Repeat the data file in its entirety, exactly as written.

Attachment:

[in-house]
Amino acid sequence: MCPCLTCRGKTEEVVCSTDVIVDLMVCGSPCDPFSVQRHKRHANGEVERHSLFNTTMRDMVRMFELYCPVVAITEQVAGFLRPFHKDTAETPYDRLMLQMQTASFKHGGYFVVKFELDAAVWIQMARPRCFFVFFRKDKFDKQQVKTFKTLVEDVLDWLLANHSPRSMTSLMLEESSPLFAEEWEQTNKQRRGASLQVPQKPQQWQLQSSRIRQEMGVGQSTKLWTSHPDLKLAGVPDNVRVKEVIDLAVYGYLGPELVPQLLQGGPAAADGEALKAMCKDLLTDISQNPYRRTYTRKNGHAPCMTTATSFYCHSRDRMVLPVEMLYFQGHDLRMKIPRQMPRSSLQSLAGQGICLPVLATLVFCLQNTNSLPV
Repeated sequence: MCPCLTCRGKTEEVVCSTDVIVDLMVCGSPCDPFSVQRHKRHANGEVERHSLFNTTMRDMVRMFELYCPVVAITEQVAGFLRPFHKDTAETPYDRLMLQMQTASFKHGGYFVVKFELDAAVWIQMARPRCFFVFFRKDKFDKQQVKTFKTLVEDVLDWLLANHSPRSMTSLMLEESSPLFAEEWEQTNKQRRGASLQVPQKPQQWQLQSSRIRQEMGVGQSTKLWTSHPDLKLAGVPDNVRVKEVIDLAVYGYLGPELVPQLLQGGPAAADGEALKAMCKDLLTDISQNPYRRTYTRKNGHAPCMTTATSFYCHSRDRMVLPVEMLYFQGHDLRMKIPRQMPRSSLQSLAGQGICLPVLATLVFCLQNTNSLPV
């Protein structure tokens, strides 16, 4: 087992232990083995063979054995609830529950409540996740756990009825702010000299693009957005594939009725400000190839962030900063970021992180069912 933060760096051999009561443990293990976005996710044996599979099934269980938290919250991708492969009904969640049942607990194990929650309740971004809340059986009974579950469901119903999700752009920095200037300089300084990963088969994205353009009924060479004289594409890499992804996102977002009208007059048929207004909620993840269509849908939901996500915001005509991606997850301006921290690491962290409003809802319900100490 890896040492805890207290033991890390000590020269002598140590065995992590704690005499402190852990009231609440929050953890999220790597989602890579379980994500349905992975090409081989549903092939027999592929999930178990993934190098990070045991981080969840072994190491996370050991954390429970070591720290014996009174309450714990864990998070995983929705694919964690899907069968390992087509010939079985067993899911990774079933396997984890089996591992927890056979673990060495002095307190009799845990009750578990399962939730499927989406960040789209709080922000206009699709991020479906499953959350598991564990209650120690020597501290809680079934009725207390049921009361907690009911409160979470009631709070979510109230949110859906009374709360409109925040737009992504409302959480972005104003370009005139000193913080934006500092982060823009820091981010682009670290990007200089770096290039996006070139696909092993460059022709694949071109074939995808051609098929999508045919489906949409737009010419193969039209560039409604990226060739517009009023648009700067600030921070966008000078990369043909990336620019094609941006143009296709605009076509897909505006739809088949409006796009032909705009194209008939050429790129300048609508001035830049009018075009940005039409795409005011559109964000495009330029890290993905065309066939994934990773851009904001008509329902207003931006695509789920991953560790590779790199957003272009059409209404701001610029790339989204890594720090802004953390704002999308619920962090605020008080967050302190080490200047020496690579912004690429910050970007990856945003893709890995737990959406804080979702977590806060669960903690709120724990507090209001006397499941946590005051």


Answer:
[in-house]
Amino acid sequence: MCPCLTCRGKTEEVVCSTDVIVDLMVCGSPCDPFSVQRHKRHANGEVERHSLFNTTMRDMVRMFELYCPVVAITEQVAGFLRPFHKDTAETPYDRLMLQMQTASFKHGGYFVVKFELDAAVWIQMARPRCFFVFFRKDKFDKQQVKTFKTLVEDVLDWLLANHSPRSMTSLMLEESSPLFAEEWEQTNKQRRGASLQVPQKPQQWQLQSSRIRQEMGVGQSTKLWTSHPDLKLAGVPDNVRVKEVIDLAVYGYLGPELVPQLLQGGPAAADGEALKAMCKDLLTDISQNPYRRTYTRKNGHAPCMTTATSFYCHSRDRMVLPVEMLYFQGHDLRMKIPRQMPRSSLQSLAGQGICLPVLATLVFCLQNTNSLPV
Repeated sequence: MCPCLTCRGKTEEVVCSTDVIVDLMVCGSPCDPFSVQRHKRHANGEVERHSLFNTTMRDMVRMFELYCPVVAITEQVAGFLRPFHKDTAETPYDRLMLQMQTASFKHGGYFVVKFELDAAVWIQMARPRCFFVFFRKDKFDKQQVKTFKTLVEDVLDWLLANHSPRSMTSLMLEESSPLFAEEWEQTNKQRRGASLQVPQKPQQWQLQSSRIRQEMGVGQSTKLWTSHPDLKLAGVPDNVRVKEVIDLAVYGYLGPELVPQLLQGGPAAADGEALKAMCKDLLTDISQNPYRRTYTRKNGHAPCMTTATSFYCHSRDRMVLPVEMLYFQGHDLRMKIPRQMPRSSLQSLAGQGICLPVLATLVFCLQNTNSLPV
């Protein structure tokens, strides 16, 4: 087992232990083995063979054995609830529950409540996740756990009825702010000299693009957005594939009725400000190839962030900063970021992180069912 933060760096051999009561443990293990976005996710044996599979099934269980938290919250991708492969009904969640049942607990194990929650309740971004809340059986009974579950469901119903999700752009920095200037300089300084990963088969994205353009009924060479004289594409890499992804996102977002009208007059048929207004909620993840269509849908939901996500915001005509991606997850301006921290690491962290409003809802319900100490 890896040492805890207290033991890390000590020269002598140590065995992590704690005499402190852990009231609440929050953890999220790597989602890579379980994500349905992975090409081989549903092939027999592929999930178990993934190098990070045991981080969840072994190491996370050991954390429970070591720290014996009174309450714990864990998070995983929705694919964690899907069968390992087509010939079985067993899911990774079933396997984890089996591992927890056979673990060495002095307190009799845990009750578990399962939730499927989406960040789209709080922000206009699709991020479906499953959350598991564990209650120690020597501290809680079934009725207390049921009361907690009911409160979470009631709070979510109230949110859906009374709360409109925040737009992504409302959480972005104003370009005139000193913080934006500092982060823009820091981010682009670290990007200089770096290039996006070139696909092993460059022709694949071109074939995808051609098929999508045919489906949409737009010419193969039209560039409604990226060739517009009023648009700067600030921070966008000078990369043909990336620019094609941006143009296709605009076509897909505006739809088949409006796009032909705009194209008939050429790129300048609508001035830049009018075009940005039409795409005011559109964000495009330029890290993905065309066939994934990773851009904001008509329902207003931006695509789920991953560790590779790199957003272009059409209404701001610029790339989204890594720090802004953390704002999308619920962090605020008080967050302190080490200047020496690579912004690429910050970007990856945003893709890995737990959406804080979702977590806060669960903690709120724990507090209001006397499941946590005051």